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J Intern Med. 1997 Aug;242(2):149-56.

Chronic work stress is associated with atherogenic lipids and elevated fibrinogen in middle-aged men.

Author information

1
Institute of Medical Sociology, Heinrich-Heine University of Düsseldorf, Germany. siegrist@uni-duesseldorf.de

Abstract

OBJECTIVES:

To examine the association between a model of chronic work stress (high efforts in combination with low rewards) and two risk factors of coronary heart disease, low-density-lipoprotein (LDL)-cholesterol and fibrinogen.

DESIGN:

A cross-sectional study in a group of 179 healthy middle-aged (48.5 +/- 4.5) male middle managers.

SETTING:

A large car-producing enterprise in Germany.

RESULTS:

After adjustment for relevant covariates, logistic regression analysis showed independent effects of a composite measure of high effort and low reward at work on the prevalence of elevated (upper tertile, i.e. > or = 160 mg dL-1) LDL-cholesterol (prevalence odds ratio (POR) = 3.57; 95% confidence intervals (CI): 1.24-10.20) and on elevated (upper quintile, i.e. > or = 420 mg dL-1) plasma fibrinogen (POR = 6.71 (CI: 1.57-28.76). Apart from this core measure, cigarette smoking, overweight and alcohol consumption were the covariates with the relatively strongest contributions to the multivariate model.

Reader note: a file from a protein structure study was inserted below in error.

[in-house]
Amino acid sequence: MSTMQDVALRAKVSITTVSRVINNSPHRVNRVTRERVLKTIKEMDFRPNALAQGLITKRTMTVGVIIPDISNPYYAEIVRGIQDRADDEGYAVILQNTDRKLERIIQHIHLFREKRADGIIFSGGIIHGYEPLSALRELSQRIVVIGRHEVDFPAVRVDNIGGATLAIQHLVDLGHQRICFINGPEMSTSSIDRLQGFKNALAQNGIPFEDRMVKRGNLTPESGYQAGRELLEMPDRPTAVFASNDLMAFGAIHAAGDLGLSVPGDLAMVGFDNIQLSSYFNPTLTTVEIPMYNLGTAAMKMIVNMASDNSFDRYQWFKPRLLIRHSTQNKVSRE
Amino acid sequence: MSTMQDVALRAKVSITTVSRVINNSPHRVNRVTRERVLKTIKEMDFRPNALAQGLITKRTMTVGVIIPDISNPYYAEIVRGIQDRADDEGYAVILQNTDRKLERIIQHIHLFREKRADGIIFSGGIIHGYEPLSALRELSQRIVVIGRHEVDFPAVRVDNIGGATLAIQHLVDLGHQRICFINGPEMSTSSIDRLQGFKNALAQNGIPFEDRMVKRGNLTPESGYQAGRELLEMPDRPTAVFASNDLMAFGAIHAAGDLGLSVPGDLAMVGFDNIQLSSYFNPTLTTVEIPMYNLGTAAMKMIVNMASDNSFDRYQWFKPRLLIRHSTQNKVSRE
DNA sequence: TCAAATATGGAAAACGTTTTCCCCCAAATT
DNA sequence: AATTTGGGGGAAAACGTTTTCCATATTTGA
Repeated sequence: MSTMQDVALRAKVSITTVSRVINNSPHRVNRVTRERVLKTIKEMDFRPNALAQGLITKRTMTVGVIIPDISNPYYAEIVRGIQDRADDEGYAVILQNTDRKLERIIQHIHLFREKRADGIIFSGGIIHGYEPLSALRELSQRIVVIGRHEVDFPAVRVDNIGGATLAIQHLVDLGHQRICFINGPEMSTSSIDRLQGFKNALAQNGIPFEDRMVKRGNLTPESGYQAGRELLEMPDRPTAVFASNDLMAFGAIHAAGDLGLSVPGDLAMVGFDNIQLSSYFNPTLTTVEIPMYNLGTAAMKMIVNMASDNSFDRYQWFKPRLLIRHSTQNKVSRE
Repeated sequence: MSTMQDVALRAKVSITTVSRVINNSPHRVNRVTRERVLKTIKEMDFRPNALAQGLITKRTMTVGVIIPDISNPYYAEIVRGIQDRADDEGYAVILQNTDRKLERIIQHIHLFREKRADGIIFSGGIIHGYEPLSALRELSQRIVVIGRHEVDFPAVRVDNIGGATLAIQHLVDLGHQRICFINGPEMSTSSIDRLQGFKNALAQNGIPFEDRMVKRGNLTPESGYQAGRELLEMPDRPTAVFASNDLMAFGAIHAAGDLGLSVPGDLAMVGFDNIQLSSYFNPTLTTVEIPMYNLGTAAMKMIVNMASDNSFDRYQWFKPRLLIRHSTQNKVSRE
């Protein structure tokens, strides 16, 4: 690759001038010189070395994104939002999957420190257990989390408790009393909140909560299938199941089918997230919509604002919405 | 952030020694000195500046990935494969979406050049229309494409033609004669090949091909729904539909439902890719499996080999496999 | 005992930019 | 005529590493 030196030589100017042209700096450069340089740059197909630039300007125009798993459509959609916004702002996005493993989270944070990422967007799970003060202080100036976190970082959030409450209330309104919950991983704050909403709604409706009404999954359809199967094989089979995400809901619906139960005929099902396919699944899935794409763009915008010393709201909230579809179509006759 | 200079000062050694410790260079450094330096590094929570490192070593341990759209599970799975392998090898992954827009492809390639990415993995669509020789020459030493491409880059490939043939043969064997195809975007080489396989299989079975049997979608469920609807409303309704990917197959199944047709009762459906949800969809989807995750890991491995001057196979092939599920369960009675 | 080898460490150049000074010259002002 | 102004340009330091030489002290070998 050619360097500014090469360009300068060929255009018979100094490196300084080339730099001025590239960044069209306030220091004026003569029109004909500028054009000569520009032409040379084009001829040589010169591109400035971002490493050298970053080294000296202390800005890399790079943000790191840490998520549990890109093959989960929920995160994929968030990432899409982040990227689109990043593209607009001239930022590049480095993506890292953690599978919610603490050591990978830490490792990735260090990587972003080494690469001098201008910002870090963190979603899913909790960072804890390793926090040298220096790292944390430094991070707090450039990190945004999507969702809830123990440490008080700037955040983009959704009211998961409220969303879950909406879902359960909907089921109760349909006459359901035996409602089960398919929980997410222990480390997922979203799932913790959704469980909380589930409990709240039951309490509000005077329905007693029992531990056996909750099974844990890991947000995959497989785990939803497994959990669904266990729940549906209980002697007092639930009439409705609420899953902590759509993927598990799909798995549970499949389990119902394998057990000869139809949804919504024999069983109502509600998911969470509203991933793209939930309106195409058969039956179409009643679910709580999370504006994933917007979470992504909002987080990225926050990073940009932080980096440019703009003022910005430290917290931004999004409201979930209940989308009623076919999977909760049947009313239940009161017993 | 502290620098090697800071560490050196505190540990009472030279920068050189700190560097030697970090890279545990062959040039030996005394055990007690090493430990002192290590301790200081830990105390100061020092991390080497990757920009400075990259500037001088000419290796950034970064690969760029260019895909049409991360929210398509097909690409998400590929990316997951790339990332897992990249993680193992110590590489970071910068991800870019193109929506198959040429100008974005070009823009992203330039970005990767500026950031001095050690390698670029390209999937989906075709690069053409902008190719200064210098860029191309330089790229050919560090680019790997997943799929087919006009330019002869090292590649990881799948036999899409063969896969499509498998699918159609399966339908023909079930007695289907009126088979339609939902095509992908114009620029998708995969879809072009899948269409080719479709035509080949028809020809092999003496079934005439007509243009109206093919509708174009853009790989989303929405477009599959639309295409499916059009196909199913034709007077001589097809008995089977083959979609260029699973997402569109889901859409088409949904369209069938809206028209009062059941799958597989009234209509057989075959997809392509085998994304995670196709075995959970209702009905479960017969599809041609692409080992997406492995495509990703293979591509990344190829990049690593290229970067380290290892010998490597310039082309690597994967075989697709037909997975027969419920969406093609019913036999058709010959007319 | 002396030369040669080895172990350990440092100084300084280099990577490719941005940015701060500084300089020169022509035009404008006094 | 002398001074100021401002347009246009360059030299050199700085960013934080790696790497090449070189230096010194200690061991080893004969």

CONCLUSIONS:

Results give preliminary evidence on an independent association of chronic work stress with atherogenic lipids and with elevated fibrinogen in an occupationally homogeneous group of healthy middle-aged men.

PMID:
9279292
[Indexed for MEDLINE]
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